So blessed Epiphany. Morning Light, Pilgrims.



They gave us their testimony, freely, surrounded by their relatives and using a translator, knowing we would tell the world. The two Palestinian girls, one 21, the other 17, were brutalized for no reason on Thanksgiving Day in the southern part of the West Bank..

The young woman, Sausan, was in a cave dwelling with three children when she heard the sounds of machinery and voices.  She came out and saw the bulldozers and she quickly got the children out of the cave.  She started screaming and ran to get some things out of her house, which she could see was about to be demolished.  An Israeli soldier pushed her and told her to stop, but she kept moving. He pulled and dragged her to a place where they sprayed some kind of spray in her eyes and mouth at very close range.  She fainted to the ground then.

When she woke up, the soldiers were all around her. They were going to arrest her. When her mother protested, they pushed her mother to the ground, breaking her leg. By now the young woman’s eyes, affected by the spray, hurt so badly that she cried, “Give me water for my eyes.” A soldier put a very little bit of water in her eyes so he could have a friend take a photo of him doing so, but then wouldn’t give her any more.  She kept crying, “Give me water!”  A relative, a 17-year-old girl named Amal, came with water for her, but the soldiers grabbed her and made her sit down on the ground too.  In the process, she spilled the water she had brought, getting a soldier wet. They tied her hands together.  The soldiers put both of them into an Army jeep, tying the woman’s hands too and putting a belt around her upper arms as well.  She kept crying out for water for her eyes, but the soldier deliberately emptied his water bottle out onto the ground in front of her. They drove them away to another location where they were transferred to a police vehicle, and during that transfer, the girl was intentionally kicked in the stomach.

They were taken to a police station some distance away, where the woman was accused of throwing a stone.  The girls were kept there until evening.  They were then handcuffed, blindfolded and moved to three different places.  Finally they were put in a room where they slept, with hands tied, and blindfolded, until morning.  They were kept in this condition until mid afternoon.  At that point they were transferred to another prison, arriving around 5 pm.  Since their arrest they had not been able to eat or drink anything.  They were aware of food being offered, but being blindfolded and with hands tied, they could not eat.

In the new military prison they remained for four days.  Here prisoners were allowed to buy and cook food for themselves, so they were able to eat. But they were very cold.  After four days, the girls went to court.  The younger girl was released for the time being.  The older girl was transferred to yet another prison.  In this prison the cell was filthy and the small amount of food offered was inedible.  She was there for one day.  The next day at 7:30 AM she was taken to court.  There a soldier testified that she had attacked him not with a stone, but with a big rock. After her court appearance, which lasted about a half hour, she was taken to a holding area until the end of the day, 5:30, before being transferred again to the first prison, where her father paid 5000 skekels bail for her release pending a court date.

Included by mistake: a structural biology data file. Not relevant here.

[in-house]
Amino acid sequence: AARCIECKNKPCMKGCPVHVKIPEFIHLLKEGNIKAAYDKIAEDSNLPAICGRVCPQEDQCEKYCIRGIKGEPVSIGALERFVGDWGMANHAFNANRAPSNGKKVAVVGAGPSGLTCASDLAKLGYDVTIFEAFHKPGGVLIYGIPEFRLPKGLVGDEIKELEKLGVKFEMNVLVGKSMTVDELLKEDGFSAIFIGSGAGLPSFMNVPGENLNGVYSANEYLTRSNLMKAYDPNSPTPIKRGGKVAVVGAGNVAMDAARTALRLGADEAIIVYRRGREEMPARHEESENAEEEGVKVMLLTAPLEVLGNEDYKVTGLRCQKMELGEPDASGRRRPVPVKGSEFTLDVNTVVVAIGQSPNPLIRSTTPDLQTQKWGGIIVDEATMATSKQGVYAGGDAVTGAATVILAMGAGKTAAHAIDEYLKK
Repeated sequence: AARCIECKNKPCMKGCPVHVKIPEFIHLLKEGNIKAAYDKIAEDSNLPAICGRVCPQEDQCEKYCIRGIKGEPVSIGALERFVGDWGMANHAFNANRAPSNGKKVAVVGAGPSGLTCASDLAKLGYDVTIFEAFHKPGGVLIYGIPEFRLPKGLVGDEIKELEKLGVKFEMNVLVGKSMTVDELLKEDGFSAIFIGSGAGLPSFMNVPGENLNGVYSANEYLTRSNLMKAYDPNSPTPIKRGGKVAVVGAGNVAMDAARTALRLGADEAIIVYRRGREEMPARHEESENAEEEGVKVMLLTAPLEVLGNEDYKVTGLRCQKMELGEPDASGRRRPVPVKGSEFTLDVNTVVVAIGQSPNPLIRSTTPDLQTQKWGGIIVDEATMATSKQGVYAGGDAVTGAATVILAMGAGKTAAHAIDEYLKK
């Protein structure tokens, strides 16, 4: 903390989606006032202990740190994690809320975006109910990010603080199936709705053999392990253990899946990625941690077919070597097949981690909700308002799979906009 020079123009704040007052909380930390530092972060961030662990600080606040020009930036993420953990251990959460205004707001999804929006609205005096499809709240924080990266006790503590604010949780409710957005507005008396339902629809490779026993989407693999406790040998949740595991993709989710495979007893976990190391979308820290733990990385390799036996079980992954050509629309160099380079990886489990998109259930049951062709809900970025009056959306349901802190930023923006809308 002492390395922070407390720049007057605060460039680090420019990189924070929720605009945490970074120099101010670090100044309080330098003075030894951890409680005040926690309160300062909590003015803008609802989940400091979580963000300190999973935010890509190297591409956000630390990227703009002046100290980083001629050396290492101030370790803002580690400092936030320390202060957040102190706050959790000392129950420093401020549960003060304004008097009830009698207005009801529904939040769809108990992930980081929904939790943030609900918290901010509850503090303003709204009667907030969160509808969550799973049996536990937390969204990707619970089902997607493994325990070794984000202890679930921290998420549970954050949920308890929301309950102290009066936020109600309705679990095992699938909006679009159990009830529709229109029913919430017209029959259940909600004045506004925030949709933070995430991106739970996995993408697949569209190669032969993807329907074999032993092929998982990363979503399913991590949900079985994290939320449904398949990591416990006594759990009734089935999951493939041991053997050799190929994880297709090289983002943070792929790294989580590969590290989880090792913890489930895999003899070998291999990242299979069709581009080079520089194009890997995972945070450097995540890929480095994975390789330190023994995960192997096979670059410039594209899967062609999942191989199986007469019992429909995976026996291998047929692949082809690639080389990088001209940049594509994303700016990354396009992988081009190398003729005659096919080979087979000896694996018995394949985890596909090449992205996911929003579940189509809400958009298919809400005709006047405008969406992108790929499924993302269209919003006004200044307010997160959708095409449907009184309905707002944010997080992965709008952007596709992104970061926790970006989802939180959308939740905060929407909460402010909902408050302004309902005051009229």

This was their testimony to me.

Yesterday was the court hearing for Sausan. She received a plea bargain. She does not need to do any more jail time, but she has a record now in this kangaroo court, in which she is accused of having hit a soldier with a rock, and 3000 shekels of the bail money will be kept by the court. This fine, plus the legal fees, make the cost very steep for this family of impoverished shepherds who have just lost their home.  The charges against the youngest were not pursued by the court, presumably because a little water sprinkled by accident on a soldier can hardly be considered a crime…….

……. even in this sorry excuse for a justice system, where people are punished with pepper spray and arbitrary arrest, and held without a court hearing, and interrogated without legal counsel, and kicked and blindfolded, and kept restrained without food and water, and not allowed contact with relatives, all because, when the Israeli military machine bulldozes their homes without warning, they have the audacity to object.

I didn’t know…..

I didn’t know

I didn’t know that you can make walls or a roof

Out of the sacks the World Food Program flour comes in

If you sew them together

And I didn’t know that fresh sheep milk boiled with sugar

Is like drinking pure bliss

after a night sleeping out

In the tent village

And I didn’t know that you offer

Salaam Aleichem

To the angels upon each of your shoulders

When you bow down to pray

And I didn’t know that a school uniform gives a child

A way to put on dignity and put off

The dust of the dirt floor

and the wet

From the leaking roof

and the smoke

from the scrap wood fire

the only warmth in her home

Or that when someone makes one cheese toast for supper

on top of the electric space heater

He gives half of it away to a stranger

of course

Or that a thirsty man you meet on the street

might ask you for a drink from your water bottle

And think it was the most normal thing to do

And the holiness of everyday mangos and

The abundance of pomegranates shared between friends

A kind of Communion.

Our common humanity became visible here

Became naked here

Like a certain Child who came wailing into the world here

And I will name them all my people

As certainly as I name that Child my Lord.